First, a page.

You might have to pay tax if you receive income from renting a property. Most importantly you have to declare the property income to the HMRC, even if you are making a loss. We have a fixed fee property tax service designed for residential landlords. It includes the preparation of rental accounts and the tax return. It does not matter if you are a buy to let landlord, a property developer, or investor we will be able to help you.
Property tax is quite complicated and we can advise you on many property tax areas such as:
- Tax reduction strategies for rental income
- What is a repair and tax deductible and what is an improvement and not
- Trading income versus Capital Gain considerations and advice
- Capital Gains rollover and holdover considerations
- Stamp duty planning
- Making the most of the Principal Private Residence election, letting relief, etc
- Tax issues on the sale of part of your residence
- Second homes
- VAT considerations of property deals
Property tax summary
- If the owner of the property is an individual, couple or a trust the rental profits are charged to income tax for the tax year to 5th April.
- If the owner is a company, the profits are charged to corporation tax for the accounting period of the company. Allowable expenses are those who relate to only the immediate period. Usually they do not affect more than one year. The costs incurred must also be wholly and exclusively for the purposes of the letting. Interest payable on a loan to acquire or improve the property is an allowable expense.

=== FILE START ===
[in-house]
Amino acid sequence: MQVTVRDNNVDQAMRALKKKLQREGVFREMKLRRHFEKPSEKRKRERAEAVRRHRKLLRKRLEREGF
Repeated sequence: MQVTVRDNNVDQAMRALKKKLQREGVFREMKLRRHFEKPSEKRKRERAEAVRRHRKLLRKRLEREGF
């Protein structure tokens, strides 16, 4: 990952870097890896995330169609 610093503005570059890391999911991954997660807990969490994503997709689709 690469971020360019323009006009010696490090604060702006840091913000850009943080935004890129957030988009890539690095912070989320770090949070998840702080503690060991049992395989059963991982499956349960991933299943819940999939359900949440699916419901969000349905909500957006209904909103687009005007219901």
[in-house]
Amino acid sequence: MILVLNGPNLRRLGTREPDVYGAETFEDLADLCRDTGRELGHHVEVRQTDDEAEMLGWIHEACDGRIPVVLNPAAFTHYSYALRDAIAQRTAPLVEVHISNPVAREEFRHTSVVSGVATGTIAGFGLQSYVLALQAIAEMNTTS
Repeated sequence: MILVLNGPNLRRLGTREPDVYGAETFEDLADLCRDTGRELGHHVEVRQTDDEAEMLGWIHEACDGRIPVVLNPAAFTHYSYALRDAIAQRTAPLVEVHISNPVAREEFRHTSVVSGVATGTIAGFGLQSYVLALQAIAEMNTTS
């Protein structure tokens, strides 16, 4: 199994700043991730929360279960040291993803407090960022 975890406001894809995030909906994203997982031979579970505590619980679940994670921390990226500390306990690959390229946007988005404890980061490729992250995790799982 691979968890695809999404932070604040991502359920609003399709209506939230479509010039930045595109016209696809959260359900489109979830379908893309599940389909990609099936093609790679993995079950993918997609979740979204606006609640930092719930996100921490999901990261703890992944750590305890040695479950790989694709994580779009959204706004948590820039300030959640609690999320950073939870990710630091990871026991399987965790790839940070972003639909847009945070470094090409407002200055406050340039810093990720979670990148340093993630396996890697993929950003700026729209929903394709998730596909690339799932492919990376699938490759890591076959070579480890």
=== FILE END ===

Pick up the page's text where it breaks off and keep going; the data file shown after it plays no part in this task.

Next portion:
Capital allowances are not available on plant and machinery used in dwellings. However, owners of furnished properties can claim a relief – Wear and Tear allowance. This is used instead of the actual costs of replacing furnishings in the tax year. From April 2016, this is going to be replaced by relief for actual replacement costs.
- The expenses and income of different properties owned by one person are pooled together in any one tax year. This way we reach an overall profit or loss for the letting business. Any overall losses are normally carried forward to set against future rental income.
- The cost of repairs can be set against the rental income. However, it is often not easy to distinguish between repairs and improvements. If a fixture is replaced with a similar fixture this will usually be an allowable expense as a repair. Where a new fixture is installed, or the replacement fixture represents an improvement, no tax deduction is allowed. The property tax relief for the improvements is given when the property is sold.
- There are special rules which apply to properties which qualify for furnished holiday lettings.
Capital gains on the sale of buy to let properties are taxed at 18% or 28%.